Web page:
A must-read for fans of modernist literature, Hunger is a literary tour de force that was influenced equally by Dostoyevsky and Zola but made new by author Knut Hamsun’s unique creative approach. The novel details the descent into near-starvation of a young intellectual and the downward spiral of misadventures he encounters in the course of trying to find food.
265 pages, with a reading time of ~4.25 hours (66,257 words), and first published in 1890. This DRM-Free edition published by epubBooks, 2014.
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I was lying awake in my attic and I heard a clock below strike six. It was already broad daylight, and people had begun to go up and down the stairs. By the door where the wall of the room was papered with old numbers of the Morgenbladet, I could distinguish clearly a notice from the Director of Lighthouses, and a little to the left of that an inflated advertisement of Fabian Olsens’ new-baked bread.
The instant I opened my eyes I began, from sheer force of habit, to think if I had anything to rejoice over that day. I had been somewhat hard-up lately, and one after the other of my belongings had been taken to my “Uncle.” I had grown nervous and irritable. A few times I had kept my bed for the day with vertigo. Now and then, when luck had favoured me, I had managed to get five shillings for a feuilleton from some newspaper or other.
It grew lighter and lighter, and I took to reading the advertisements near the door. I could even make out the grinning lean letters of “winding-sheets to be had at Miss Andersen’s” on the right of it. That occupied me for a long while. I heard the clock below strike eight as I got up and put on my clothes.
I opened the window and looked out. From where I was standing I had a view of a clothes, line and an open field. Farther away lay the ruins of a burnt-out smithy, which some labourers were busy clearing away. I leant with my elbows resting on the window-frame and gazed into open space. It promised to be a clear day–autumn, that tender, cool time of the year, when all things change their colour, and die, had come to us. The ever-increasing noise in the streets lured me out. The bare room, the floor of which rocked up and down with every step I took across it, seemed like a gasping, sinister coffin. There was no proper fastening to the door, either, and no stove. I used to lie on my socks at night to dry them a little by the morning. The only thing I had to divert myself with was a little red rocking-chair, in which I used to sit in the evenings and doze and muse on all manner of things. When it blew hard, and the door below stood open, all kinds of eerie sounds moaned up through the floor and from out the walls, and the Morgenbladet near the door was rent in strips a span long.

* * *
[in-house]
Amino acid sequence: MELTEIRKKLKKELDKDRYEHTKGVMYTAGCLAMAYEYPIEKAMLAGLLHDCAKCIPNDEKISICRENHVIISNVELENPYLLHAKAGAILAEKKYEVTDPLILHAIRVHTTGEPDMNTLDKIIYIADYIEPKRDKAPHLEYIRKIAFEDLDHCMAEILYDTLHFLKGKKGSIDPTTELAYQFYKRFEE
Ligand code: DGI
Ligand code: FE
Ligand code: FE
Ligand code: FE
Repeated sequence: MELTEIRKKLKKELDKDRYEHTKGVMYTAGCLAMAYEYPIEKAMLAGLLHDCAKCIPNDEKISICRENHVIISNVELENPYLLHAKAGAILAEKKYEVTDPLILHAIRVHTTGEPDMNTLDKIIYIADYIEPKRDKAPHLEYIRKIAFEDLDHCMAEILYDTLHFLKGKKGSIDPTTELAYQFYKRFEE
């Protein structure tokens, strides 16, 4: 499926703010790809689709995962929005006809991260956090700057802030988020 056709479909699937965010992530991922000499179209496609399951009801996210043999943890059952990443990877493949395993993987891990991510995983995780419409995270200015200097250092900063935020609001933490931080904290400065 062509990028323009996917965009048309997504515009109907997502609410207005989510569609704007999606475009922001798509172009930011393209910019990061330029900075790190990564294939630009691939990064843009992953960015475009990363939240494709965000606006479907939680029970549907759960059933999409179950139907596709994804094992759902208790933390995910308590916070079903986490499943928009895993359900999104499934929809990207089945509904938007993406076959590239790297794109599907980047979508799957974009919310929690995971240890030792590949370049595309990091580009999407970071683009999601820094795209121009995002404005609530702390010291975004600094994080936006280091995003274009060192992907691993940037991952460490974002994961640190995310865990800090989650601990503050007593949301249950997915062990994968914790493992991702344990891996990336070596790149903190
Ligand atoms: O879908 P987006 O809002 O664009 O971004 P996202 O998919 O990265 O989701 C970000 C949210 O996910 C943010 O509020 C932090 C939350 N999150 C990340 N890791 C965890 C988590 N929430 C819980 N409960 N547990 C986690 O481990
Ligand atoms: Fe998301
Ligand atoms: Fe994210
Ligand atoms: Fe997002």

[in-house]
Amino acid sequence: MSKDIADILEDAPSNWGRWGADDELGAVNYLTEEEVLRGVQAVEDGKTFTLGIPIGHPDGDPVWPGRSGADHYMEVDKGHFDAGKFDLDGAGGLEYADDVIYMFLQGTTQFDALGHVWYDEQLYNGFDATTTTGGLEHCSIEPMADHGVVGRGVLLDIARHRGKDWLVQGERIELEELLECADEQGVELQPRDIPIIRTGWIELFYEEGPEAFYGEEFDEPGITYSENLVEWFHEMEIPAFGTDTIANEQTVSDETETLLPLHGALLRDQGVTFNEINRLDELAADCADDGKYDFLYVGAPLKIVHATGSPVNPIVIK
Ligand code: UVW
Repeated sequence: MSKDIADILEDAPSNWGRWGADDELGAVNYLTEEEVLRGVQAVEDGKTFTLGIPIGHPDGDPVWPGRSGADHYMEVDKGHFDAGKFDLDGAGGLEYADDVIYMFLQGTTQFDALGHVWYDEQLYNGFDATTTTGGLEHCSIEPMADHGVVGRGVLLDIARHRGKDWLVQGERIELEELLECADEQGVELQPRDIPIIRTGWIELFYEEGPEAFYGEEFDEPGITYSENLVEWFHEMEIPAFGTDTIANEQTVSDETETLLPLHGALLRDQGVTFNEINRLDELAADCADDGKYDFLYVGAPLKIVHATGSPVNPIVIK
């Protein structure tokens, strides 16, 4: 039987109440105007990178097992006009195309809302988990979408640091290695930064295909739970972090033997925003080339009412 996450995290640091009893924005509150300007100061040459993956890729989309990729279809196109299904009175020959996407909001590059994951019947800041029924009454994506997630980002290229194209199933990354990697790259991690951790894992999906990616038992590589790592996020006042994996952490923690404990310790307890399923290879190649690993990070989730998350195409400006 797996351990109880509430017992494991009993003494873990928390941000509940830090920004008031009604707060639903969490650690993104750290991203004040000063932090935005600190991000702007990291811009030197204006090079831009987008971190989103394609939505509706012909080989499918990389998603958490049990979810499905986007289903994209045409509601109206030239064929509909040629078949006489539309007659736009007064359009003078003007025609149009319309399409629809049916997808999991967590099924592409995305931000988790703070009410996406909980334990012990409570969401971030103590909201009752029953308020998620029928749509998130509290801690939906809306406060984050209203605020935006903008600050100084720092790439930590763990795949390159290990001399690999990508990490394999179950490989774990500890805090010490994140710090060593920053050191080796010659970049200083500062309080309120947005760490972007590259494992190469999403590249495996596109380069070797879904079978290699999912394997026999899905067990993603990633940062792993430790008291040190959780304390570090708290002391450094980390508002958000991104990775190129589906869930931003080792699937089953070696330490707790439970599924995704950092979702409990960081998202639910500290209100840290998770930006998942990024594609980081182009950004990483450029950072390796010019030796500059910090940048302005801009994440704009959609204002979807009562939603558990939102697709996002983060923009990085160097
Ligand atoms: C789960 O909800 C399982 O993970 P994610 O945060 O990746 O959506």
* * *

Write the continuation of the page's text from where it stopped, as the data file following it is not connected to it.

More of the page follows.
I stood up and searched through a bundle in the corner by the bed for a bite for breakfast, but finding nothing, went back to the window.
God knows, thought I, if looking for employment will ever again avail me aught. The frequent re pulses, half-promises, and curt noes, the cherished, deluded hopes, and fresh endeavours that always resulted in nothing had done my courage to death. As a last resource, I had applied for a place as debt collector, but I was too late, and, besides, I could not have found the fifty shillings demanded as security. There was always something or another in my way. I had even offered to enlist in the Fire Brigade. There we stood and waited in the vestibule, some half-hundred men, thrusting our chests out to give an idea of strength and bravery, whilst an inspector walked up and down and scanned the applicants, felt their arms, and put one question or another to them. Me, he passed by, merely shaking his head, saying I was rejected on account of my sight. I applied again without my glasses, stood there with knitted brows, and made my eyes as sharp as needles, but the man passed me by again with a smile; he had recognized me. And, worse than all, I could no longer apply for a situation in the garb of a respectable man.
How regularly and steadily things had gone downhill with me for a long time, till, in the end, I was so curiously bared of every conceivable thing. I had not even a comb left, not even a book to read, when things grew all too sad with me. All through the summer, up in the churchyards or parks, where I used to sit and write my articles for the newspapers, I had thought out column after column on the most miscellaneous subjects. Strange ideas, quaint fancies, conceits of my restless brain; in despair I had often chosen the most remote themes, that cost me long hours of intense effort, and never were accepted. When one piece was finished I set to work at another. I was not often discouraged by the editors’ “no.” I used to tell myself constantly that some day I was bound to succeed; and really occasionally when I was in luck’s way, and made a hit with something, I could get five shillings for an afternoon’s work.